Now in its second year, the CII's Trust Index aims to uncover what the public crucial views as important in building trust in the insurance sector. Matthew Connell assesses the findings-¦
Last year, the CII launched the Trust Index, the first in-depth look at what drives trust in insurance in terms that are chosen by the public, rather than insurance experts.
This year, working with the Customer Services Institute, we have refreshed the Trust Index, as part of an ongoing process of tracking movements in trust to see where the profession is headed.
We have also developed a trust tool, allowing members to drill down into factors that are shaping consumer trust, to get a detailed picture of what the public is thinking about insurance and how trust can be improved.
The research underpinning both the index and the trust tool was built from consumer insights gleaned through interviews, process-mapping and video diaries. It found that trust in insurance is made up of nine key ideas about 'what good looks like' -- both in terms of competent service and ethical standards.
The way in which insurers were performing against these indicators was then tested through a survey of 1,000 consumers and 1,000 small businesses to see how important each of these nine building blocks were to the UK public; and how insurers were performing against them.
The 2019 edition of the Trust Index showed that in the motor, travel and home insurance markets, consumers' experiences of making a claim are significantly more in line with their expectations than they were a year ago.
However, the area that shows the biggest gap between expectations and performance is still the way in which insurers reward customer loyalty (see chart above).
The index also brings the voice of the public into debates around good practice and regulation. For example, in the last year the Financial Conduct Authority and the Competition and Markets Authority raised the issue of the 'loyalty penalty' and are looking at possible solutions, from greater transparency to the imposition of price caps.
Whatever solution is chosen, the Trust Index will track how well consumers think insurers are performing. So, the index will be the first to show whether these measures are working, or if more effort is needed.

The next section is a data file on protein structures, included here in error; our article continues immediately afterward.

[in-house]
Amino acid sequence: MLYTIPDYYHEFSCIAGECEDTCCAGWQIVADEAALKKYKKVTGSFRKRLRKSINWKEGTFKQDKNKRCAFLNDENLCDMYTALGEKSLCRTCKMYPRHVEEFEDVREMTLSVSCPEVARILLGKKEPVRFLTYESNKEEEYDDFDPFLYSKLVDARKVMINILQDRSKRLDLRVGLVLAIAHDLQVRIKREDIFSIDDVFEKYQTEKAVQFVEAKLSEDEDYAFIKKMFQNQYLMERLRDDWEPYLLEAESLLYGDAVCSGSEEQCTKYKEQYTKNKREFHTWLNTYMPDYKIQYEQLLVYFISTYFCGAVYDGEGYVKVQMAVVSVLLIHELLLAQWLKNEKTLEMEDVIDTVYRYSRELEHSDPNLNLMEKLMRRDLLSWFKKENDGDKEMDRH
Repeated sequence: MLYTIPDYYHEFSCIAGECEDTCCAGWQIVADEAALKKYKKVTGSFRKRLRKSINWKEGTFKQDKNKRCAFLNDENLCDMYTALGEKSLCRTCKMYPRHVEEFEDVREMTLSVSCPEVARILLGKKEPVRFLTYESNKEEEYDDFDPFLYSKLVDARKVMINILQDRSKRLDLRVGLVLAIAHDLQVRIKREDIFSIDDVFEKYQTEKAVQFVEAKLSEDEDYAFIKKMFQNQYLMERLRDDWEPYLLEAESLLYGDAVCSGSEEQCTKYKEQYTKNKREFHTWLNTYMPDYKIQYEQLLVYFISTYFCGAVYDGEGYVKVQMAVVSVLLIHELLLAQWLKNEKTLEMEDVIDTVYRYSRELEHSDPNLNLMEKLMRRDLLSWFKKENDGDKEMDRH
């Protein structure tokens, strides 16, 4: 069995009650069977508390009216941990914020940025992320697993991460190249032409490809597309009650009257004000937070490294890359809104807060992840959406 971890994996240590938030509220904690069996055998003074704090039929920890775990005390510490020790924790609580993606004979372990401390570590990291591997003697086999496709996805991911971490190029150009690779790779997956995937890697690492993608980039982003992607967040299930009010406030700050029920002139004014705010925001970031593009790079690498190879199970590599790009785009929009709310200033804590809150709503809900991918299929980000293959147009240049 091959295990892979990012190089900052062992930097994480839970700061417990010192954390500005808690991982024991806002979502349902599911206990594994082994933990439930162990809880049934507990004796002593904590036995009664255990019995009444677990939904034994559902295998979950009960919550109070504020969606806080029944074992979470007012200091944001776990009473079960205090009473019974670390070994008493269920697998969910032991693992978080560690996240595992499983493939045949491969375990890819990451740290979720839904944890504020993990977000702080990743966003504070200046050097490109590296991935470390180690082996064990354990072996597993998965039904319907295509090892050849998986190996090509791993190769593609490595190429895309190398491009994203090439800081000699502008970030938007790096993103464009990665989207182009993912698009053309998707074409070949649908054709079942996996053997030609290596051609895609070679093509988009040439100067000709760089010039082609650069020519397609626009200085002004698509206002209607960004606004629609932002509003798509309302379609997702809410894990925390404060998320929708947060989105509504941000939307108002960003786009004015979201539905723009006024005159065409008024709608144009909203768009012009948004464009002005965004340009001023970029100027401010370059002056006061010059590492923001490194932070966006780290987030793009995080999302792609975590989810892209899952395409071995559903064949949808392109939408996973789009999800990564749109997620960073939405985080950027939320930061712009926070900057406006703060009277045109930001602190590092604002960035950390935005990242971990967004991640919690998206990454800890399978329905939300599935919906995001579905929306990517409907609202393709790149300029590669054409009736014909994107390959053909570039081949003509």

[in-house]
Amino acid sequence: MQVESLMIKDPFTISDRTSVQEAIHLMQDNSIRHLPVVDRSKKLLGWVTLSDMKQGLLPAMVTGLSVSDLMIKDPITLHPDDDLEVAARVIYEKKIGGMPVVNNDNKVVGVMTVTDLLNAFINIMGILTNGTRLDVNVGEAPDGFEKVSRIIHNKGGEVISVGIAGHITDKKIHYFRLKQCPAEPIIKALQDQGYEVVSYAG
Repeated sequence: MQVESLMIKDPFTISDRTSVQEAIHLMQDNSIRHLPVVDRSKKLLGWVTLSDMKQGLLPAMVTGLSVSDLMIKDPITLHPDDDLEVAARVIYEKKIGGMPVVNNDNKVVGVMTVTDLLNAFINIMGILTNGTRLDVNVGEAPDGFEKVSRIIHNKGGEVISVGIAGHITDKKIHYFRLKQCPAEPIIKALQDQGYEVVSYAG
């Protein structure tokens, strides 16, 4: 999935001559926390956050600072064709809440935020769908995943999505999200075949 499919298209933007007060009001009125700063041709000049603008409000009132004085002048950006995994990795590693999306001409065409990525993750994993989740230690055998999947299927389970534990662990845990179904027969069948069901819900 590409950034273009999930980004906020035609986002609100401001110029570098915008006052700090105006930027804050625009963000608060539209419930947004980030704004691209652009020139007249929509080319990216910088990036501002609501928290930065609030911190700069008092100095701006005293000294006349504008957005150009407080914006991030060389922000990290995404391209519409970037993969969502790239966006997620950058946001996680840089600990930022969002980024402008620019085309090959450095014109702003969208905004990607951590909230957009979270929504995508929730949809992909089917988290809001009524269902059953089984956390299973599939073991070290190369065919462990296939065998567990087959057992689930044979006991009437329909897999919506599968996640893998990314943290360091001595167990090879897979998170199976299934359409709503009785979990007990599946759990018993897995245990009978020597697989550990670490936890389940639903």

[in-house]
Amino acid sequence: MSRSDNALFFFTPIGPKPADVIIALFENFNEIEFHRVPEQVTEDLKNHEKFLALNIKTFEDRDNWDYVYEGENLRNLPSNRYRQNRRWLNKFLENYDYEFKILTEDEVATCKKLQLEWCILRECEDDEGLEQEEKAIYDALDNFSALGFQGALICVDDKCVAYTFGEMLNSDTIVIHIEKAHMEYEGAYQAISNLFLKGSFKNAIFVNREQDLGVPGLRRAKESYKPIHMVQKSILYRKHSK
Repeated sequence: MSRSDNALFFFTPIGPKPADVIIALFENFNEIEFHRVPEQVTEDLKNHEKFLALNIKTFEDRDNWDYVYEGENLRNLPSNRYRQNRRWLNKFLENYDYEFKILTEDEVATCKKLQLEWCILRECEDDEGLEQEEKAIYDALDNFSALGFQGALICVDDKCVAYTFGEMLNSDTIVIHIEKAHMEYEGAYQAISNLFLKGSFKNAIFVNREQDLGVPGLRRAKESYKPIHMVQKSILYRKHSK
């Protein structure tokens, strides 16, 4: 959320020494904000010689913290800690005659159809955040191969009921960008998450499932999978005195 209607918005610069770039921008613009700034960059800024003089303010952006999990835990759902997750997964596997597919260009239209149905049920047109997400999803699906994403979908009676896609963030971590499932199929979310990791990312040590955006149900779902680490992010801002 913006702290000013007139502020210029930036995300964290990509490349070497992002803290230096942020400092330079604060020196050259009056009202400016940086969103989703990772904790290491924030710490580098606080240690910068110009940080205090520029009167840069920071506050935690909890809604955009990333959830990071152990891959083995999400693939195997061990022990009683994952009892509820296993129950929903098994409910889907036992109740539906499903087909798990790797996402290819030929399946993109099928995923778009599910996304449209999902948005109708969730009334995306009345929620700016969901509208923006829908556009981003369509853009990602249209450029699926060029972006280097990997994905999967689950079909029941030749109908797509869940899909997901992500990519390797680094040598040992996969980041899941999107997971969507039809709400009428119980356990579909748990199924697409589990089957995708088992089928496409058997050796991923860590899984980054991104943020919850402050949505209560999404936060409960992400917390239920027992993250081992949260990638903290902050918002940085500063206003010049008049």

By comparing the weight given to different answers in the Trust Index, we can build a detailed picture of consumer attitudes to complex issues. For example, take the debate around how much data insurers should hold about their clients. Some see the potential for insurers to hold large amounts of data as a threat to trust. Others see better data as a route to better service, increasing consumer trust.
Using the Trust Index tool, it is clear that the truth is more subtle than these polarised views. It is certainly true that consumers do not want their insurer to be in the dark about their needs. Of the 49 statements tested in the survey, the 11th biggest gap between expectation and delivery was 'My insurer assessed my risk individually, rather than using generic assumptions'. However, it is also clear that consumers are less interested in sharing information that is not relevant to the risk being covered. There was a much smaller gap between expectation and delivery when it came to the statement, 'My insurer knows me and what is important to me'. This statement only had the 37th highest rating out of 49.
The message is that people want insurers to have as much data as they need to assess risk, but they are not interested in having an overfamiliar relationship with their insurer. It is a bit like the relationship we might have with a waiter at a restaurant -- we want them to be attentive to all the things that we may want as we have our meal, and we may chat with them along the way, but we don't want them to sit down and join us when we eat.
In this way, we can build up a more subtle view of data than the polarised views of 'insurers should have as much data as they like' or 'insurers should have no access to data'. It is a view that says insurers should know more about their clients than they do at present when it comes to doing their core job, but exercise restraint in the way they use the data. It highlights the importance of concepts in data protection regulations that are often neglected -- such as using data in the public interest and making sure that data use fits the performance of a contract in a reasonable way.
Now in its second year, the CII Trust Index continues to help the CII with our work -- measuring overall levels of trust; keeping both the profession and its regulators honest about what works and what doesn't when it comes to important conduct issues; and providing insights into consumers' priorities around crucial emerging issues such as the use of personal data. To read the full report, visit: cii.co.uk/83450
Dr Matthew Connell is director of policy and public affairs at the CII